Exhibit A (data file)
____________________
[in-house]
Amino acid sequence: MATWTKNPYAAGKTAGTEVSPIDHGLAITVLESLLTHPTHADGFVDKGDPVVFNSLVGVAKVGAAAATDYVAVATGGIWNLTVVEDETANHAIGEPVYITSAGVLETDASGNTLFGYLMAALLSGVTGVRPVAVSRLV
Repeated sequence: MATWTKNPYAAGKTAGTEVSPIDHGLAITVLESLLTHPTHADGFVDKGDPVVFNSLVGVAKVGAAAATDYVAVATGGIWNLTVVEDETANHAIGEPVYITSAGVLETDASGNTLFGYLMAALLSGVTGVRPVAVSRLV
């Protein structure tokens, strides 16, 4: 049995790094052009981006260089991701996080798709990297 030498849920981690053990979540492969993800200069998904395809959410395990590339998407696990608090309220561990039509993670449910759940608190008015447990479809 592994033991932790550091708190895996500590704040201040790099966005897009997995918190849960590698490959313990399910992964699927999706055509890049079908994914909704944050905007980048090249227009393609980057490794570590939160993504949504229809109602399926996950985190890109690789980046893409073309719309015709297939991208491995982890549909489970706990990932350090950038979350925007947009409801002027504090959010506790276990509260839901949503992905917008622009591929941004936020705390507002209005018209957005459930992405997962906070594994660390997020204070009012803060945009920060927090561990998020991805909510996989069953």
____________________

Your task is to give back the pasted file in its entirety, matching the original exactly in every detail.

[in-house]
Amino acid sequence: MATWTKNPYAAGKTAGTEVSPIDHGLAITVLESLLTHPTHADGFVDKGDPVVFNSLVGVAKVGAAAATDYVAVATGGIWNLTVVEDETANHAIGEPVYITSAGVLETDASGNTLFGYLMAALLSGVTGVRPVAVSRLV
Repeated sequence: MATWTKNPYAAGKTAGTEVSPIDHGLAITVLESLLTHPTHADGFVDKGDPVVFNSLVGVAKVGAAAATDYVAVATGGIWNLTVVEDETANHAIGEPVYITSAGVLETDASGNTLFGYLMAALLSGVTGVRPVAVSRLV
């Protein structure tokens, strides 16, 4: 049995790094052009981006260089991701996080798709990297 030498849920981690053990979540492969993800200069998904395809959410395990590339998407696990608090309220561990039509993670449910759940608190008015447990479809 592994033991932790550091708190895996500590704040201040790099966005897009997995918190849960590698490959313990399910992964699927999706055509890049079908994914909704944050905007980048090249227009393609980057490794570590939160993504949504229809109602399926996950985190890109690789980046893409073309719309015709297939991208491995982890549909489970706990990932350090950038979350925007947009409801002027504090959010506790276990509260839901949503992905917008622009591929941004936020705390507002209005018209957005459930992405997962906070594994660390997020204070009012803060945009920060927090561990998020991805909510996989069953």